The Asian Forum for Human Rights and Development (FORUM-ASIA), along with members organisations Indonesian Legal Aid and Human Rights Association (PBHI), derided the recently-concluded ASEAN Leaders’ Meeting on Myanmar, which took place in Jakarta on 24 April 2021, and was attended by Myanmar’s controversial junta chief Min Aung Hlaing.
‘ASEAN has failed to recognise the public desire for a meaningful political solution during its Leaders’ meeting,’ said the Asian Forum for Human Rights and Development and its member organisations in a statement today.
Two days before the meeting, around 827 individuals, 402 civil society organisations in Myanmar, and 468 in other Southeast Asia region and globally issued a joint open letter calling ASEAN leaders to reject the presence of the junta, invite the National Unity Government, to release political prisoners, and to coordinate with the United Nations. These crucial pleas were not brought up in the meeting.
However, the meeting was attended by the junta’s head Min Aung Hlaing as the sole representative from Myanmar. It generated five critical points for Myanmar to call on the immediate cessation of violence, constructive dialogue among all parties, appoint an ASEAN Special Envoy to facilitate the mediation process, provide humanitarian assistance, and deploy the ASEAN Special Envoy and delegation to visit Myanmar.
“’The fact that a state violence perpetrator like Min Aung Hlaing on behalf of the junta perpetrator was allowed to negotiate and agree on the consensus, together with other ASEAN Member States’ Leaders, leads to a weak resolution from ASEAN,”’ said Shamini Darshni Kaliemuthu, Executive Director of FORUM-ASIA XX. “’By doing so, ASEAN also lends legitimation to the military junta and risk elevating his position as state leader. ASEAN has failed to recognise the public’s desire for a meaningful political solution during its Leaders’ Meeting,”’.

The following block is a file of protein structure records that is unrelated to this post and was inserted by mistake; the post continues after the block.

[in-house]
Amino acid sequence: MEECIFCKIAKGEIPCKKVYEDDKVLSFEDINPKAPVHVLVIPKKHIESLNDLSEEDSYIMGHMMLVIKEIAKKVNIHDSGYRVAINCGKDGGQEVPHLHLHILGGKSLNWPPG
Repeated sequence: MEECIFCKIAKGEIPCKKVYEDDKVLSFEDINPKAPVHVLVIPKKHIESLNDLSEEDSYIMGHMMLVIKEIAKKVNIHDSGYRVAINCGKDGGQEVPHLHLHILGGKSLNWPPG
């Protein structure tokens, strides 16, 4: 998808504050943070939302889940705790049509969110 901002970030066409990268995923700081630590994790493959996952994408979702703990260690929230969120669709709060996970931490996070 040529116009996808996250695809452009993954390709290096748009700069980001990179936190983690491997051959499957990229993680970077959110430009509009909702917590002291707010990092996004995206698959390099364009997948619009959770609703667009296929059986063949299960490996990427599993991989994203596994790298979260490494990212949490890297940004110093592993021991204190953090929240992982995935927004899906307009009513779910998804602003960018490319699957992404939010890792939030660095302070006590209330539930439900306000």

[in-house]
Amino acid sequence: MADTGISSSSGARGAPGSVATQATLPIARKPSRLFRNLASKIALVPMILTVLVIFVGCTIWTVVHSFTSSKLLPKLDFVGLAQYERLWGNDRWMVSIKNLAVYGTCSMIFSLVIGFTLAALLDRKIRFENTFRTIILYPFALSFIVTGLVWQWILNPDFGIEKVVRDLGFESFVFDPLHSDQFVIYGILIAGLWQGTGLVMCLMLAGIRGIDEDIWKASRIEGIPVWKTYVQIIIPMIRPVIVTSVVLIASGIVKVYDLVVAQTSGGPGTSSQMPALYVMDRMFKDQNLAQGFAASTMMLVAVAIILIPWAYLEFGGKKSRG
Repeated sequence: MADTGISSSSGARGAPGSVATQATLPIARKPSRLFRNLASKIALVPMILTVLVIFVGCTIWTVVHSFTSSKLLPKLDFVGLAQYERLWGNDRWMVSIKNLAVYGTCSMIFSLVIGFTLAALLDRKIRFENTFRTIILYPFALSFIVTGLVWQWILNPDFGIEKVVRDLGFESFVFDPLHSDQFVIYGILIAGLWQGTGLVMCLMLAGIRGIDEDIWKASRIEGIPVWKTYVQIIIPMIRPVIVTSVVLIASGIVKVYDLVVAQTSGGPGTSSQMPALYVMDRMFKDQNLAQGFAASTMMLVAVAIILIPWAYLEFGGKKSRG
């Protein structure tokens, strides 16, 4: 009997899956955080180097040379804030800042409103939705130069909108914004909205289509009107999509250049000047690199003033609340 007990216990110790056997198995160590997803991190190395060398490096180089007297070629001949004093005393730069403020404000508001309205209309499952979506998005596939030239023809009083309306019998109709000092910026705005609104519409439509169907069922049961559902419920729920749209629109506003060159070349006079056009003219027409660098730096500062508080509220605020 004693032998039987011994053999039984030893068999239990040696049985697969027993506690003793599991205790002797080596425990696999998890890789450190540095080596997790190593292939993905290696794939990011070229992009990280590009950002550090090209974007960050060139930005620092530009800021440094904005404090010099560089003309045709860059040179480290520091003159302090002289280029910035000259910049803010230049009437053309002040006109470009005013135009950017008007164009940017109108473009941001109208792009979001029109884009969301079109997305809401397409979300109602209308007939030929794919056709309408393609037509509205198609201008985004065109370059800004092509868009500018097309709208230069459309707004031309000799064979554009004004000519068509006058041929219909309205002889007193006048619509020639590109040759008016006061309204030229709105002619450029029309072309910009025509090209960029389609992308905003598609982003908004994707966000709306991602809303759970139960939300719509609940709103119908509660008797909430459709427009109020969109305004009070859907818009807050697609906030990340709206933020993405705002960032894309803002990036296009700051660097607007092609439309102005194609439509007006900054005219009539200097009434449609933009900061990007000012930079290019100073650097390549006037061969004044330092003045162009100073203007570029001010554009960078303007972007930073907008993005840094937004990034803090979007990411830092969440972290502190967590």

“If ASEAN would envision a Myanmar-led process, it should make a deal with the democratic government who represent the voice of the people, not with the military,”’ said Khin Ohmar, the founder of Progressive Voice . “’By not coming into a unity to call for the release of all political prisoners as the output of the meeting, among other issues, ASEAN Leaders’ Meeting has succumbed to the junta’s presence.”
The right groups condemn the reprisals against the NUG by the military, which coincided with the ASEAN Leaders’ Meeting. A day before the Leaders’ Meeting, the military junta issued arrest warrants for Myanmar’s NUG ministers, which shows the military’s commitment to repressing and stifling the voices of Myanmar people.
Further, the right groups also alarmed by the oppression against peaceful protesters in front of the ASEAN Secretariat to oppose the presence of Min Aung Hlaing in the Leaders meeting. At least five paralegals and assistant lawyers from the Indonesia Legal Aid Foundation (YLBHI) and the Indonesia Legal Aid and Human Rights Association (PBHI) along with six protesters from the youth and labour movement were detained at the South Jakarta Police Station.
“'[The arrest] showcases a continuous repression from the Indonesian government to the freedom of peaceful assembly and association,” said Asfinawati, Chairperson of YLBHI. “’It also implies that Indonesia, as the biggest democratic nation in ASEAN, does not want to criticise and would like to maintain its relationship with the junta.”’
With the five key points that failed to meet the people’s demand and the repression against protesters in Indonesia, and the arrest warrants for the NUG ministers by the junta, ASEAN intervention has again diverted from the people’s desire for a conflict-free and peaceful Myanmar to another “futile reunion” between leaders.
‘Only by having meaningful dialogue with the people of Myanmar and incorporate their voices in its intervention ASEAN can be a meaningful and relevant mechanism,’ said Shamini Darshni Kaliemuthu, Executive Director of FORUM-ASIA.